BRIEF DESCRIPTION OF THE DRAWINGS
 FIG. 1 is a front side perspective view of an exemplary embodiment of a sealant dispensing and spreading apparatus and method in accordance with the present invention.
 FIG. 2 is a bottom front perspective view in accordance with the embodiment of FIG. 1.
 FIG. 2A is a right-side elevational view in accordance with the embodiment of FIG. 1.
 FIG. 2B is a front-elevational view in accordance with the embodiment of FIG. 1.
 FIG. 2C is a left-side elevational view in accordance with the embodiment of FIG. 1.
 FIG. 2D is a rear elevational view in accordance with the embodiment of FIG. 1.
 FIG. 2E is a top front perspective in accordance with the embodiment of FIG. 1.
 FIG. 2F is a bottom plan view in accordance with the embodiment of FIG. 1.
 FIG. 3 is a cross section side elevational view in accordance with the embodiment of FIG. 1.
DETAILED DESCRIPTION OF THE INVENTION
 As required, detailed embodiments of the present invention are disclosed herein; however, it is to be understood that the disclosed embodiments are merely exemplary of the invention, which may be embodied in various forms. Therefore, specific structural and functional details disclosed herein are not to be interpreted as limiting, (but merely as a basis for the claims) and as a representative basis for teaching one skilled in the art to variously employ the present invention in virtually any appropriately detailed structure.
 FIG. 1 illustrates an exemplary embodiment of the sealer dispenser and spreading apparatus generally referred to herein as reference numeral 10 which advantageously includes a movable frame 20 with lower support 50, a handle 60 extending upwardly therefrom, a (sealant) tank 30, spreading means 24 associated with the lower support 50, dispensing means 22 associated with the tank 30, each of said spreading and dispensing means 24, 22 being operationally associated with the handle 60 for selective dispensing and spreading of any sealant (not shown) from the tank 30 to the paved surface (also not shown).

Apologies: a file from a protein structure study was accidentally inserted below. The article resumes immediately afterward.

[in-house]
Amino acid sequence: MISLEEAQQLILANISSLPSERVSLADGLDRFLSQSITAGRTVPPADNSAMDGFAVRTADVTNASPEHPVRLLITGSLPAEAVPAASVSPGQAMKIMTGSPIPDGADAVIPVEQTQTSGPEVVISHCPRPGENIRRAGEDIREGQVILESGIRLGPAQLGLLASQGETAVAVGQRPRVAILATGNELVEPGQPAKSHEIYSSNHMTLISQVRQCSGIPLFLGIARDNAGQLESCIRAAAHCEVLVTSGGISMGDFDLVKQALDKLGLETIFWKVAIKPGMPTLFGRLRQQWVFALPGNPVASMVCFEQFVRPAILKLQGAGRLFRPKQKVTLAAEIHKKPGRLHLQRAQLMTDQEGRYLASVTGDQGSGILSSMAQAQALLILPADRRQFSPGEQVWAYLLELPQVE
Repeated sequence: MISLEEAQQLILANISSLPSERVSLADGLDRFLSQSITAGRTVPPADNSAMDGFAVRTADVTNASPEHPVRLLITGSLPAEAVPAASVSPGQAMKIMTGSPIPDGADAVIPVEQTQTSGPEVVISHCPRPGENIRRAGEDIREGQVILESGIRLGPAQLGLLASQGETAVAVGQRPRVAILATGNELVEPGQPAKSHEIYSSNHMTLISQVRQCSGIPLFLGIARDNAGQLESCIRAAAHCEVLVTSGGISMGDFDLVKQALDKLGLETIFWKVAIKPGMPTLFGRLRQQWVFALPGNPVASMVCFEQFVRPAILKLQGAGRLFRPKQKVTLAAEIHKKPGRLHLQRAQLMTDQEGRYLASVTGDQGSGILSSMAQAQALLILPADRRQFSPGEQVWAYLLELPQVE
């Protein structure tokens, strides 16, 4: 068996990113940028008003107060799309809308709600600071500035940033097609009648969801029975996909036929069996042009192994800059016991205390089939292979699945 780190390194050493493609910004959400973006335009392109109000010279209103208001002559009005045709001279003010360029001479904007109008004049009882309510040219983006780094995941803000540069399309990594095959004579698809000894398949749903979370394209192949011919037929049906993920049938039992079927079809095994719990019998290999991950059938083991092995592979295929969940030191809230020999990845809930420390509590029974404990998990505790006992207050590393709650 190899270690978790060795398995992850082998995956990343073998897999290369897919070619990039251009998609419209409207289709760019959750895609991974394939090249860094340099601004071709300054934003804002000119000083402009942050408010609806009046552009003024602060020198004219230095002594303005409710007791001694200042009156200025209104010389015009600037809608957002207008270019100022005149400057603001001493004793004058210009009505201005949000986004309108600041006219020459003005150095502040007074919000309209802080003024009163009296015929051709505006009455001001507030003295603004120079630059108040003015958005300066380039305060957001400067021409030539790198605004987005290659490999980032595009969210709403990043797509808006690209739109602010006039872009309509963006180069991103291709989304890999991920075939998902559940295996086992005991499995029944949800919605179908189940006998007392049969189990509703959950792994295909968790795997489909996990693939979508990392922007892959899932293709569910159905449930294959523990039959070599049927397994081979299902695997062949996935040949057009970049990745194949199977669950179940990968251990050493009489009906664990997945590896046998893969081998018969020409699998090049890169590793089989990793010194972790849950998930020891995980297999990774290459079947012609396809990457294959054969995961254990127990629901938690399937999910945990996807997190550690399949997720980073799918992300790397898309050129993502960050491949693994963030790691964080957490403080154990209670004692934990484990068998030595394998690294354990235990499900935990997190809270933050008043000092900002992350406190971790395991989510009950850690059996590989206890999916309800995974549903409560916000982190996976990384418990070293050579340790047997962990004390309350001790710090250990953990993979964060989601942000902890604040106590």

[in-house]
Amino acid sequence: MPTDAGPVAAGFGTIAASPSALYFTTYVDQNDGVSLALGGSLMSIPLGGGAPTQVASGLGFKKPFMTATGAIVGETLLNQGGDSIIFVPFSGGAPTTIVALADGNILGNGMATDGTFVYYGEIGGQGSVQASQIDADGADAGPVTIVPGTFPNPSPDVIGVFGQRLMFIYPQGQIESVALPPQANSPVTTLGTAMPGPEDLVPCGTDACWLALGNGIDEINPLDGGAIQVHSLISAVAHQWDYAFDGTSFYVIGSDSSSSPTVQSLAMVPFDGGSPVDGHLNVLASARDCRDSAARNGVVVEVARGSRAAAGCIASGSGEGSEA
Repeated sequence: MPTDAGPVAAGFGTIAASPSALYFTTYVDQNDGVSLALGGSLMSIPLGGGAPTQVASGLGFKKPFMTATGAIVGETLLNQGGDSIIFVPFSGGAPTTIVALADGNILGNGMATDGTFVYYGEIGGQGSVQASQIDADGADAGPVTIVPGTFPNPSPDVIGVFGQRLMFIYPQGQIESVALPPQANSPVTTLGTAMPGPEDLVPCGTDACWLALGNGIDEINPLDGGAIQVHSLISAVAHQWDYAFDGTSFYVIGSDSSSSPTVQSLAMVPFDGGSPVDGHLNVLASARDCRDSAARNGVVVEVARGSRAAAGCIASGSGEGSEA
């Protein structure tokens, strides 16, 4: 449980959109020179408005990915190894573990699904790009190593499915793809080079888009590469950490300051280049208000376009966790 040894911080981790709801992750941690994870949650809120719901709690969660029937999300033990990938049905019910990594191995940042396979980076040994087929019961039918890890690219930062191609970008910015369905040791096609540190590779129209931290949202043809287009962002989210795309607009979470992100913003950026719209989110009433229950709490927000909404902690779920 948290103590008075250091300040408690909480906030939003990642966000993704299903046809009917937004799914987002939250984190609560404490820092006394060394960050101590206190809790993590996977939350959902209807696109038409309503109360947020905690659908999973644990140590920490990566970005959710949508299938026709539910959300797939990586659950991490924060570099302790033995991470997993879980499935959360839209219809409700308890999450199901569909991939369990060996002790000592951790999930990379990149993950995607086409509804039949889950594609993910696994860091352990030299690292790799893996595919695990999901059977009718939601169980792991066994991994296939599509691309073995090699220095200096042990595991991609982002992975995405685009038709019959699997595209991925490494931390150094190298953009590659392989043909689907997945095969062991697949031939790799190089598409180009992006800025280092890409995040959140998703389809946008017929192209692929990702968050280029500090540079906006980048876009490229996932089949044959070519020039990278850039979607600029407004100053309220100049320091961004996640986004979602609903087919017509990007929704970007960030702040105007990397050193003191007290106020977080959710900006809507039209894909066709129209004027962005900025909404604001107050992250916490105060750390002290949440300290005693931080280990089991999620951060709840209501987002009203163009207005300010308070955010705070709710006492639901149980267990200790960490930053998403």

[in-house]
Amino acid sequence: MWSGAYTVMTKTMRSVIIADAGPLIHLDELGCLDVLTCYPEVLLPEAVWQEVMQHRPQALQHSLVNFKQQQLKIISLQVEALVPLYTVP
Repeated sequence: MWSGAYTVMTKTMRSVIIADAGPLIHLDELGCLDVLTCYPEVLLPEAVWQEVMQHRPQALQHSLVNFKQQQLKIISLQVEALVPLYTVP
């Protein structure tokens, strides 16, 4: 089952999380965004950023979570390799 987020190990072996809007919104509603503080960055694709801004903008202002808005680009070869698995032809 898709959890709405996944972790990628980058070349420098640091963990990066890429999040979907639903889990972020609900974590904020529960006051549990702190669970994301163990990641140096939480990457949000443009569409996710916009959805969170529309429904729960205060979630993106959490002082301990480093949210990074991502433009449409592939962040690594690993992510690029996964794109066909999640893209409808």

As illustrated the tank 30 includes a sidewall 32 extending downwardly toward a channeled guide 36. In the illustration, the dispensing means 22 includes a plunger 34 engageably received by the channeled guide 36. The dispensing means 22, as illustrated in FIG. 2E, includes a plunger 34 extending downwardly from a dispensing arm 22a towards the channeled guide 36 for selective release of the sealant to the paved surface. A pair of plunger guides 34a, 34b is utilized for alignment of the plunger 34 within the channel guide 36 between an engaging and a elevated position. Each guide 34a, 34b is illustrated with a pair of tabs 34c presenting a slotted opening 34d for slidable receipt of a dispensing linking member 22b positioned between the dispensing arm 22a and the plunger 34.
 The dispensing arm 22a being generally associated with a rear wall 30a associated with the tank 30 rotates about a dispensing shaft 22c extending horizontally along an upper lip 32a of the rear wall 30a, the upper lip 32a having a pair of vertical supports 32b adapted for receipt and support of the shaft 22c for rotation of the dispensing arm 22a. The plunger 34 moves between the engaging position towards the elevated position as the dispensing arm 22a rotates about the shaft 22c, the dispensing arm 22a being generally biased towards the engaging position.